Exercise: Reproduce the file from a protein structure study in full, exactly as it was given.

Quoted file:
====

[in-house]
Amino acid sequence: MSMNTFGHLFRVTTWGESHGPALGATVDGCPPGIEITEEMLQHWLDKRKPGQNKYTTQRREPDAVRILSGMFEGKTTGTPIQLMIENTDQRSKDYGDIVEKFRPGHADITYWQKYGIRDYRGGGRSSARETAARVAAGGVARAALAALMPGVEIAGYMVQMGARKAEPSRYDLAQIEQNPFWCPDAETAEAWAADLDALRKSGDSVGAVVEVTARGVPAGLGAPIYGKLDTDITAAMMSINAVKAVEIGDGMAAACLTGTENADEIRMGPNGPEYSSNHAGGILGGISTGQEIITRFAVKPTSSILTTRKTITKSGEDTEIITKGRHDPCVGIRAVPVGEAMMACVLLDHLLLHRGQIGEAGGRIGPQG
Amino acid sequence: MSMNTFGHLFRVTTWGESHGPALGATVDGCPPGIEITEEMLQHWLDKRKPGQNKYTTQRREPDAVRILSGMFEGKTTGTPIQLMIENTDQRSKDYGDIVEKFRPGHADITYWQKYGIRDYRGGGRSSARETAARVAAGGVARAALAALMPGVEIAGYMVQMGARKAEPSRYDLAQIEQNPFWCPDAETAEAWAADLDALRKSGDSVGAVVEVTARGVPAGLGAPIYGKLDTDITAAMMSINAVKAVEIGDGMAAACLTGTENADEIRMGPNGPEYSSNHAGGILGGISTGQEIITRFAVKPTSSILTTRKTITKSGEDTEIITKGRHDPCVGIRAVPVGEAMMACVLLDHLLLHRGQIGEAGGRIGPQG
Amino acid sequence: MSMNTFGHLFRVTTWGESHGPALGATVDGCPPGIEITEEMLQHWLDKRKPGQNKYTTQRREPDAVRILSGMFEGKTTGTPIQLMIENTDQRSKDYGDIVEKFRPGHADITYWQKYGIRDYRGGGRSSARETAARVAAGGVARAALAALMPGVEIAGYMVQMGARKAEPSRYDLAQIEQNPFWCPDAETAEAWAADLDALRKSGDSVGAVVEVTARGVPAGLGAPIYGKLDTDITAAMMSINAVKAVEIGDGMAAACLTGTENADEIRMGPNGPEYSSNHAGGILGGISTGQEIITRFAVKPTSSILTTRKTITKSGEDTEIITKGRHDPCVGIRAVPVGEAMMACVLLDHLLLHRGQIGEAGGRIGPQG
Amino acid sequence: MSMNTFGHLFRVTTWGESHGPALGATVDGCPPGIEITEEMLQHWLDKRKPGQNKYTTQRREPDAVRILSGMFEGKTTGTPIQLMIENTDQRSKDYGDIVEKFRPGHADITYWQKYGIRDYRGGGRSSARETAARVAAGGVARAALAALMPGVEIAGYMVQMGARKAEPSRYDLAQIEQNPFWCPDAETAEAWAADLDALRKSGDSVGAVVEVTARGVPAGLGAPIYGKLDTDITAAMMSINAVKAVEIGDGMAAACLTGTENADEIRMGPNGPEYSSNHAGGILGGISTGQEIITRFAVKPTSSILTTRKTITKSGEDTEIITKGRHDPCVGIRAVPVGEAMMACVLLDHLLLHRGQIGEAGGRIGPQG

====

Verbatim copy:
[in-house]
Amino acid sequence: MSMNTFGHLFRVTTWGESHGPALGATVDGCPPGIEITEEMLQHWLDKRKPGQNKYTTQRREPDAVRILSGMFEGKTTGTPIQLMIENTDQRSKDYGDIVEKFRPGHADITYWQKYGIRDYRGGGRSSARETAARVAAGGVARAALAALMPGVEIAGYMVQMGARKAEPSRYDLAQIEQNPFWCPDAETAEAWAADLDALRKSGDSVGAVVEVTARGVPAGLGAPIYGKLDTDITAAMMSINAVKAVEIGDGMAAACLTGTENADEIRMGPNGPEYSSNHAGGILGGISTGQEIITRFAVKPTSSILTTRKTITKSGEDTEIITKGRHDPCVGIRAVPVGEAMMACVLLDHLLLHRGQIGEAGGRIGPQG
Amino acid sequence: MSMNTFGHLFRVTTWGESHGPALGATVDGCPPGIEITEEMLQHWLDKRKPGQNKYTTQRREPDAVRILSGMFEGKTTGTPIQLMIENTDQRSKDYGDIVEKFRPGHADITYWQKYGIRDYRGGGRSSARETAARVAAGGVARAALAALMPGVEIAGYMVQMGARKAEPSRYDLAQIEQNPFWCPDAETAEAWAADLDALRKSGDSVGAVVEVTARGVPAGLGAPIYGKLDTDITAAMMSINAVKAVEIGDGMAAACLTGTENADEIRMGPNGPEYSSNHAGGILGGISTGQEIITRFAVKPTSSILTTRKTITKSGEDTEIITKGRHDPCVGIRAVPVGEAMMACVLLDHLLLHRGQIGEAGGRIGPQG
Amino acid sequence: MSMNTFGHLFRVTTWGESHGPALGATVDGCPPGIEITEEMLQHWLDKRKPGQNKYTTQRREPDAVRILSGMFEGKTTGTPIQLMIENTDQRSKDYGDIVEKFRPGHADITYWQKYGIRDYRGGGRSSARETAARVAAGGVARAALAALMPGVEIAGYMVQMGARKAEPSRYDLAQIEQNPFWCPDAETAEAWAADLDALRKSGDSVGAVVEVTARGVPAGLGAPIYGKLDTDITAAMMSINAVKAVEIGDGMAAACLTGTENADEIRMGPNGPEYSSNHAGGILGGISTGQEIITRFAVKPTSSILTTRKTITKSGEDTEIITKGRHDPCVGIRAVPVGEAMMACVLLDHLLLHRGQIGEAGGRIGPQG
Amino acid sequence: MSMNTFGHLFRVTTWGESHGPALGATVDGCPPGIEITEEMLQHWLDKRKPGQNKYTTQRREPDAVRILSGMFEGKTTGTPIQLMIENTDQRSKDYGDIVEKFRPGHADITYWQKYGIRDYRGGGRSSARETAARVAAGGVARAALAALMPGVEIAGYMVQMGARKAEPSRYDLAQIEQNPFWCPDAETAEAWAADLDALRKSGDSVGAVVEVTARGVPAGLGAPIYGKLDTDITAAMMSINAVKAVEIGDGMAAACLTGTENADEIRMGPNGPEYSSNHAGGILGGISTGQEIITRFAVKPTSSILTTRKTITKSGEDTEIITKGRHDPCVGIRAVPVGEAMMACVLLDHLLLHRGQIGEAGGRIGPQG